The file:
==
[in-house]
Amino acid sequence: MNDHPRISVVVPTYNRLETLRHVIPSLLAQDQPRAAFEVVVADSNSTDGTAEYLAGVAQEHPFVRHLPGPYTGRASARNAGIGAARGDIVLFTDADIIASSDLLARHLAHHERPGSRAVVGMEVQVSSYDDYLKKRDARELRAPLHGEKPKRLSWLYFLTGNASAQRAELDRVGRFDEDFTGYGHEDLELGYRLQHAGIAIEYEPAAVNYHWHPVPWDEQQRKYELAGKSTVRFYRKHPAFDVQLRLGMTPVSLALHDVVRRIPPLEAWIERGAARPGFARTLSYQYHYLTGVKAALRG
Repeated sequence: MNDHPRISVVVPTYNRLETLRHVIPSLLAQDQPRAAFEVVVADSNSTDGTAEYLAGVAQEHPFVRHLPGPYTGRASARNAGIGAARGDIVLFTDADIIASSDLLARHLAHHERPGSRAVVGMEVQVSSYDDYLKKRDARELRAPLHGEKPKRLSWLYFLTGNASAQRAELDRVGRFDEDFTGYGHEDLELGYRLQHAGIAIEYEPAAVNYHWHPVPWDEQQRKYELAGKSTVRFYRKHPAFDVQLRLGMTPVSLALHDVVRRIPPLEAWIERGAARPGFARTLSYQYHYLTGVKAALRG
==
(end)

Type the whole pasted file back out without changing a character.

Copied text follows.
[in-house]
Amino acid sequence: MNDHPRISVVVPTYNRLETLRHVIPSLLAQDQPRAAFEVVVADSNSTDGTAEYLAGVAQEHPFVRHLPGPYTGRASARNAGIGAARGDIVLFTDADIIASSDLLARHLAHHERPGSRAVVGMEVQVSSYDDYLKKRDARELRAPLHGEKPKRLSWLYFLTGNASAQRAELDRVGRFDEDFTGYGHEDLELGYRLQHAGIAIEYEPAAVNYHWHPVPWDEQQRKYELAGKSTVRFYRKHPAFDVQLRLGMTPVSLALHDVVRRIPPLEAWIERGAARPGFARTLSYQYHYLTGVKAALRG
Repeated sequence: MNDHPRISVVVPTYNRLETLRHVIPSLLAQDQPRAAFEVVVADSNSTDGTAEYLAGVAQEHPFVRHLPGPYTGRASARNAGIGAARGDIVLFTDADIIASSDLLARHLAHHERPGSRAVVGMEVQVSSYDDYLKKRDARELRAPLHGEKPKRLSWLYFLTGNASAQRAELDRVGRFDEDFTGYGHEDLELGYRLQHAGIAIEYEPAAVNYHWHPVPWDEQQRKYELAGKSTVRFYRKHPAFDVQLRLGMTPVSLALHDVVRRIPPLEAWIERGAARPGFARTLSYQYHYLTGVKAALRG